- Paying employees less than the legally required minimum wage.
- Failing to compensate employees for overtime work.
- Requesting off-the-clock work before or after scheduled shifts.
- Denying meal breaks.
- Making illegal wage deductions.
- Mishandling tips or not paying the difference between tips and the minimum wage.
- Misclassifying employees as independent contractors to evade wage and hour laws.
Another issue that can lead to wage and hour violations is withholding or deducting payment from employees beyond legally mandated withholdings. While lawful wage deductions can include taxes, employee benefits, union dues, and authorized expenses, wage garnishment for unpaid consumer debt is permissible only up to a certain limit, with some states having their own garnishment rules.
It’s worth noting that bankruptcy does not necessarily excuse employers from paying employees. Although the FLSA doesn’t specifically address bankruptcy, bankruptcy courts typically prioritize employee wages and salaries over other forms of debt, regardless of whether the business continues operations or closes. However, this doesn’t guarantee that employees will receive their due wages if the employer lacks the financial means to pay them.
Employee payment violations can lead to various consequences for employers, including legal actions initiated by the U.S. Department of Labor, state labor departments, and state attorneys general. Penalties can include both civil and criminal penalties, and employees can file class action lawsuits to recover unpaid wages. In recent years, legal actions have resulted in the recovery of more than $3 billion in unpaid wages for workers.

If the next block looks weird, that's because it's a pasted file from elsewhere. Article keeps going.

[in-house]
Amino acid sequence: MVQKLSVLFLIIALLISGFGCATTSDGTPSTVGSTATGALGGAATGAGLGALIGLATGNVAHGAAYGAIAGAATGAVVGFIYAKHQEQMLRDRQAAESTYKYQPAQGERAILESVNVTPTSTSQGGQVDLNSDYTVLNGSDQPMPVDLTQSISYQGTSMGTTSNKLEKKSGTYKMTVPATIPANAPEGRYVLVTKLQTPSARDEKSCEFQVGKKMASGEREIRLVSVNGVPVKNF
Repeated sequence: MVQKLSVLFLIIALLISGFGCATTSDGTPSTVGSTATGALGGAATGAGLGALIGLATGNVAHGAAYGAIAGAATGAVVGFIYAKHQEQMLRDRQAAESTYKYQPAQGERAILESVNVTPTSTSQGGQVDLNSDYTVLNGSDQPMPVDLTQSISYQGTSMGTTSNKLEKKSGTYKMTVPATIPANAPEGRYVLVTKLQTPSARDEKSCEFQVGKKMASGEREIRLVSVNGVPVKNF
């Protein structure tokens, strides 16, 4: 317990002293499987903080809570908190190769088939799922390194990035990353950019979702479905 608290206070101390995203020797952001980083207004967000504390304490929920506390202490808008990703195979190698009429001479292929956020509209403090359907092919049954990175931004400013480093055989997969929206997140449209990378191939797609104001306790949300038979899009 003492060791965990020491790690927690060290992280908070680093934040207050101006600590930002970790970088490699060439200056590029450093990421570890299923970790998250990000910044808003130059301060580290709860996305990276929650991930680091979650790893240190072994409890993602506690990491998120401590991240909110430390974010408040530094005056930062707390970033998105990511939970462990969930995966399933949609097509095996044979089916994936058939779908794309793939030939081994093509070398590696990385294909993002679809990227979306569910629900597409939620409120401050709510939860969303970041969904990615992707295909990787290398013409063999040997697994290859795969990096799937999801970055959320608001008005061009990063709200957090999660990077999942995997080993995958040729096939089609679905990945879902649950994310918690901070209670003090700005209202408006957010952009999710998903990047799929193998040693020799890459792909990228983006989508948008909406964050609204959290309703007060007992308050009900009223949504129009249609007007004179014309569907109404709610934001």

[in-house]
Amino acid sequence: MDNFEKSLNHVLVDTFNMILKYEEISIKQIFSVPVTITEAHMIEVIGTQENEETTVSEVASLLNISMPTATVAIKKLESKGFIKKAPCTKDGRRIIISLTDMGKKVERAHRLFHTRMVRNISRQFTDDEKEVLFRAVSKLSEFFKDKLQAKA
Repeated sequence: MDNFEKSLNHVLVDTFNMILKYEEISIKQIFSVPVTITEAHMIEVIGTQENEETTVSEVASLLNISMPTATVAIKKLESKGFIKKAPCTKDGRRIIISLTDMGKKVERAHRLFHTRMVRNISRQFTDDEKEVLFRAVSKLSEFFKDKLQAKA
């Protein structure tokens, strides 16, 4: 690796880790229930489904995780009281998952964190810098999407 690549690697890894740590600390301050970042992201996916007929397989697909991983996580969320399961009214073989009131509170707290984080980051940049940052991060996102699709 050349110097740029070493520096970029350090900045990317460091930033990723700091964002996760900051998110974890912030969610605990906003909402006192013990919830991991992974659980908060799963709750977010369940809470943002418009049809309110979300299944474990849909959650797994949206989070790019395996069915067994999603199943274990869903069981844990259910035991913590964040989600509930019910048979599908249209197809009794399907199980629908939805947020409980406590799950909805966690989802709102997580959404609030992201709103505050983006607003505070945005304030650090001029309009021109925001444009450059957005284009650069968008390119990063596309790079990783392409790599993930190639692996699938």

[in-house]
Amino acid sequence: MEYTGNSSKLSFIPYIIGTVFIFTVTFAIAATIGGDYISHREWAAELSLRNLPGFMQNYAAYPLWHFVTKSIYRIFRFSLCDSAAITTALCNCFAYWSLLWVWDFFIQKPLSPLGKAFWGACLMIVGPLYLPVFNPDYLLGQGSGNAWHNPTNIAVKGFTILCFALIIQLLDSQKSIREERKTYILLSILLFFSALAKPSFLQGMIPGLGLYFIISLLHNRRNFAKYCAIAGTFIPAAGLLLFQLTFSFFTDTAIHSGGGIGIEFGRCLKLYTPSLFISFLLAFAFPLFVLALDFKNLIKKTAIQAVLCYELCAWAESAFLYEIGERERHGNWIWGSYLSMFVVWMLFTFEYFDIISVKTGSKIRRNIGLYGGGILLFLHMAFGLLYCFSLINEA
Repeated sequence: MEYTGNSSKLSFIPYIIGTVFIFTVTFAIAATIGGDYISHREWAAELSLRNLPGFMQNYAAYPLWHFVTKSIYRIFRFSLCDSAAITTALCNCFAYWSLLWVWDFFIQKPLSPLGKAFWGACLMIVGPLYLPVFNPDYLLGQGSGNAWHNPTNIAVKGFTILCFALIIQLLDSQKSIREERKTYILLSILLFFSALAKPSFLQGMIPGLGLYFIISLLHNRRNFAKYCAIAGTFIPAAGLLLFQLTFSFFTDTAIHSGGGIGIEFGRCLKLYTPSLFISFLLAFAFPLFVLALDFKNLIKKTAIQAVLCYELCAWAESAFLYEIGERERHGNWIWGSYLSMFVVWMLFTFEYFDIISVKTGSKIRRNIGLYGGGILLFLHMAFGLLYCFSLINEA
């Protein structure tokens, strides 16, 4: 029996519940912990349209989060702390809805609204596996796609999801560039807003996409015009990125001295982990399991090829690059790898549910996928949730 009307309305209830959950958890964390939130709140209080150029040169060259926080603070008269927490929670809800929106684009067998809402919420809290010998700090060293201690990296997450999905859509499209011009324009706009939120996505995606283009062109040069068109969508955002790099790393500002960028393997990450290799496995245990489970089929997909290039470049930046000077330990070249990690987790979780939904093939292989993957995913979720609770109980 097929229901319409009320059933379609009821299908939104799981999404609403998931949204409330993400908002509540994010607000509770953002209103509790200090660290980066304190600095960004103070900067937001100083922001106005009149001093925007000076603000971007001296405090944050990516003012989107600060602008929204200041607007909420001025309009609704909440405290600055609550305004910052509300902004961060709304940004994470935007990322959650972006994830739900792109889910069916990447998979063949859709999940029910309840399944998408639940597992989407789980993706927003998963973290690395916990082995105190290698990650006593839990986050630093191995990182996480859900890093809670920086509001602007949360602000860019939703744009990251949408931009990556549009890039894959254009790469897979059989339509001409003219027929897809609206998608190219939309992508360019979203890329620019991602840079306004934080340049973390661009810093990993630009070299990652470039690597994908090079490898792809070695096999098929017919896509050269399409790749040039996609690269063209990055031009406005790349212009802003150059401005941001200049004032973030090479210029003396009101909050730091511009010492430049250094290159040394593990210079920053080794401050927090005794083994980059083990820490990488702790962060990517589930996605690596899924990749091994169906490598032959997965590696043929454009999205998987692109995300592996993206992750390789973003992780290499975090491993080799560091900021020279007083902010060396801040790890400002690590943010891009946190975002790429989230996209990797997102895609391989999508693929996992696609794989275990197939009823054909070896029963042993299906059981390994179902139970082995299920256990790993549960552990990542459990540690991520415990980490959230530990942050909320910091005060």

To mitigate these risks, employers must maintain detailed payroll records in compliance with the FLSA and other relevant laws. FLSA recordkeeping requirements include maintaining information on employees’ personal details, pay rates, hours worked, and wages paid.
Employers should also be prepared for potential audits by the Department of Labor, which can be triggered by employee complaints or occur randomly. During an audit, employers should be ready to provide requested documentation and expect a thorough examination of their records.
Wage and Hour Compliance: A Collaborative Effort
While employees are undoubtedly valuable assets for any business, hiring them introduces a substantial compliance burden. Employers must navigate a complex web of labor laws at both federal and state levels. Diligent recordkeeping is crucial in case disputes over wages arise. However, even meticulous records cannot fully shield an employer from the consequences of payment violations, even when such violations are unintentional. The financial and reputational costs of a wage and hour action can pose significant challenges for small businesses.
To navigate the complexities of employee payment compliance successfully, it’s essential to seek guidance from legal experts specializing in small business matters. Our team of small business attorneys can provide valuable advice to ensure compliance with all relevant laws governing employee compensation and treatment. To arrange a consultation with our team, please call or contact us today.